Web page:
The White House’s 2015 budget, unveiled last week, had a familiar ring to it with regard to how it deals with medical imaging. If passed, it would allow CMS to require prior authorization for advanced imaging through radiology benefit managers (RBMs).
Similar to how misguided “get tough” polices are touted to reduce crime even as rates of serious crimes are already falling, prior authorization feels like an excessive measure that might do more harm than good, considering imaging utilization rates have begun their own decline in recent years.
The Medicare Payment Advisory Commission has found that the utilization of imaging services within Medicare has fallen. In a reversal of the trend seen in the early-to-mid 2000s, per beneficiary spending on imaging services has been cut by 16.7 percent since 2006. Researchers at the Harvey L. Neiman Health Policy Institute in Reston, Va., found that medical imaging ranked near the bottom of Medicare service categories by spending growth in 2011, according to a study published in the American Journal of Roentgenology.
All that positive news does not mean more couldn’t be done to discourage inappropriate imaging and drive down unnecessary spending even further, though a host of professional associations chimed in to say that the recommendations for further improvement outlined in the proposed budget are not the way to go. The American College of Radiology issued a statement saying prior authorization is “unnecessary and will ultimately raise costs, interfere in the doctor-patient relationship and restrict ready access to imaging care.” The Medical Imaging & Technology Alliance and the Access to Medical Imaging Coalition issued similar statements.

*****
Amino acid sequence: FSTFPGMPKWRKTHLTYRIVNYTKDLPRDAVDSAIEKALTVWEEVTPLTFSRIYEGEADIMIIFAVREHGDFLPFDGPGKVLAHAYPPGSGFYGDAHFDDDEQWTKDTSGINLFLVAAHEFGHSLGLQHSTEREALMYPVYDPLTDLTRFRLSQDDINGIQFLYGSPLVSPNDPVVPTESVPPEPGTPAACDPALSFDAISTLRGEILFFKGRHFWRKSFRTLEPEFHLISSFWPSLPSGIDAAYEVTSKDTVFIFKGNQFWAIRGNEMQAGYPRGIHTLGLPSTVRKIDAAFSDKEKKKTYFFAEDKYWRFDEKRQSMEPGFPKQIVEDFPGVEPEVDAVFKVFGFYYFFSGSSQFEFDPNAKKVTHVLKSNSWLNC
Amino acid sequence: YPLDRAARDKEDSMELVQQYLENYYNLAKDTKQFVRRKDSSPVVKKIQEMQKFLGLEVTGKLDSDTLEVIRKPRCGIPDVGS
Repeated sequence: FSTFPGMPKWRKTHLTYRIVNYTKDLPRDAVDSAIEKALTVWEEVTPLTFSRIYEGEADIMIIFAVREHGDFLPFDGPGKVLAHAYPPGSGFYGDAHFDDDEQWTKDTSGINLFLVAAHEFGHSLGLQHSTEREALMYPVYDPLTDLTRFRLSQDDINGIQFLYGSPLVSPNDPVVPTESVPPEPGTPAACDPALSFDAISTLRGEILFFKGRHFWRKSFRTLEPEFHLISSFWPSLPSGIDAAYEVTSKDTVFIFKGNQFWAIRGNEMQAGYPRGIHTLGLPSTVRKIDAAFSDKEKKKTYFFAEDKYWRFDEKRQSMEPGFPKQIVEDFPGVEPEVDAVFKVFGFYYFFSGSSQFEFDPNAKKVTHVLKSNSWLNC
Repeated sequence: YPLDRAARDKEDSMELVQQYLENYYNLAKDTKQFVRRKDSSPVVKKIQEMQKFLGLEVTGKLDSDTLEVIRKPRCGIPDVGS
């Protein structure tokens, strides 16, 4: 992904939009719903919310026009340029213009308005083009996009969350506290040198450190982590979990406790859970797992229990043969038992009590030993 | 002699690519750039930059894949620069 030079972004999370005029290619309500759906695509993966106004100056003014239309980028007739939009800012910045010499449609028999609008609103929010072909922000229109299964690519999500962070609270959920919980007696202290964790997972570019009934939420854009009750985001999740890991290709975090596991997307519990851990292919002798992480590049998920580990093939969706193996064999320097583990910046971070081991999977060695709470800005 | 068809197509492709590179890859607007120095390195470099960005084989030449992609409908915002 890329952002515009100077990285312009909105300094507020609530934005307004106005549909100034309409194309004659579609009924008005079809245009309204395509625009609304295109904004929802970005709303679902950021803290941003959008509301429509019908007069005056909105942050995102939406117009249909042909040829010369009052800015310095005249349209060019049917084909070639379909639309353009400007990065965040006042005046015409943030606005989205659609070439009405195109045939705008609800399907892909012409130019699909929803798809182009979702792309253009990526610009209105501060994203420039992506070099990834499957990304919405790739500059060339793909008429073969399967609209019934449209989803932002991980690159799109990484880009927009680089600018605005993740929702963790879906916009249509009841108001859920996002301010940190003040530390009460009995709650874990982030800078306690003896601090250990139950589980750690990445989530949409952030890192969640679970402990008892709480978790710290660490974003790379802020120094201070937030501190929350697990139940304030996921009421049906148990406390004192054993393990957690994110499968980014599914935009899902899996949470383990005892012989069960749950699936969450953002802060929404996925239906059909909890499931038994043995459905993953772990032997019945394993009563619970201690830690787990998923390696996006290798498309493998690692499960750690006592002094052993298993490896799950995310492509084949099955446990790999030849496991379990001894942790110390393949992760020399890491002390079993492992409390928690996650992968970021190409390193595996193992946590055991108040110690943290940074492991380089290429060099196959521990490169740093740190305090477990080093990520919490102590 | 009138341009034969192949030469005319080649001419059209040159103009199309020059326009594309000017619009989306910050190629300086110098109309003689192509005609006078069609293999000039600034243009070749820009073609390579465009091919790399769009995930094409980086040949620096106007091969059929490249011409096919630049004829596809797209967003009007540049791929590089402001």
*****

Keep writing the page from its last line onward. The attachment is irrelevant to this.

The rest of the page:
Critics of prior authorization suggest a more sensible measure would be the adoption of physician-developed appropriate use criteria, implemented through decision support tools when ordering advanced imaging. A similar measure was included in the bill written to replace the sustainable growth rate.
Clinical decision support integrated with an electronic ordering system would be more efficient than prior authorization and preserve physician autonomy. Additionally, as pointed out by a 2011 study in the Journal of the American College of Radiology, RBMs don’t necessarily produce savings but more likely shift costs onto physicians and other areas of healthcare.
The proposed budget has little chance of passing, with analysts describing it more as a political document to help define the Democratic Party priorities in this midterm election year. Even though the budget may be D.O.A., it signals that there is still some support for prior authorization among policy makers, and fans of alternative measures need to be prepared to continue defending their position.